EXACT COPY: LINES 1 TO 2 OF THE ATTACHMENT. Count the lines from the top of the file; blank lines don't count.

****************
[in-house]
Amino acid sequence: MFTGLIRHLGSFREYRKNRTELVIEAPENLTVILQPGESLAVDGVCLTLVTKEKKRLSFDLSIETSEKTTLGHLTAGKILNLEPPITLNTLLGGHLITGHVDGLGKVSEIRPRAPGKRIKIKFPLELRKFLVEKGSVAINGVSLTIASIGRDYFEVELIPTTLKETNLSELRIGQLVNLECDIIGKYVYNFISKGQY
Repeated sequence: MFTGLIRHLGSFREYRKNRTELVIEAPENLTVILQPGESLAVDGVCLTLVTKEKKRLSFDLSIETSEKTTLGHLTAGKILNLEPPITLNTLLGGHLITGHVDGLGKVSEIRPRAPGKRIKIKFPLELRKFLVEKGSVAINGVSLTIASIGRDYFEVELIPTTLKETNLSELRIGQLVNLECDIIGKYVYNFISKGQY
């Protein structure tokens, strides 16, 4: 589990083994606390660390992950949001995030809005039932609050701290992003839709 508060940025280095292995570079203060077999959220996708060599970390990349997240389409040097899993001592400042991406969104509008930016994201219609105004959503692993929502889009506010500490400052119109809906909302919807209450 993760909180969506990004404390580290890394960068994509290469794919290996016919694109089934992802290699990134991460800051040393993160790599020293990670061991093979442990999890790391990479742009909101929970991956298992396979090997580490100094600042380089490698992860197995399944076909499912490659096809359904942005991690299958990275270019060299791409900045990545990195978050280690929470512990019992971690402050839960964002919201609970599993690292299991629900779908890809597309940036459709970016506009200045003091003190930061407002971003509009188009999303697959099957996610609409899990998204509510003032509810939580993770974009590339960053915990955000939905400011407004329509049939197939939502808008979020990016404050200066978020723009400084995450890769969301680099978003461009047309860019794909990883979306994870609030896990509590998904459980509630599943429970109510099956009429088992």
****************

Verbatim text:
[in-house]
Amino acid sequence: MFTGLIRHLGSFREYRKNRTELVIEAPENLTVILQPGESLAVDGVCLTLVTKEKKRLSFDLSIETSEKTTLGHLTAGKILNLEPPITLNTLLGGHLITGHVDGLGKVSEIRPRAPGKRIKIKFPLELRKFLVEKGSVAINGVSLTIASIGRDYFEVELIPTTLKETNLSELRIGQLVNLECDIIGKYVYNFISKGQY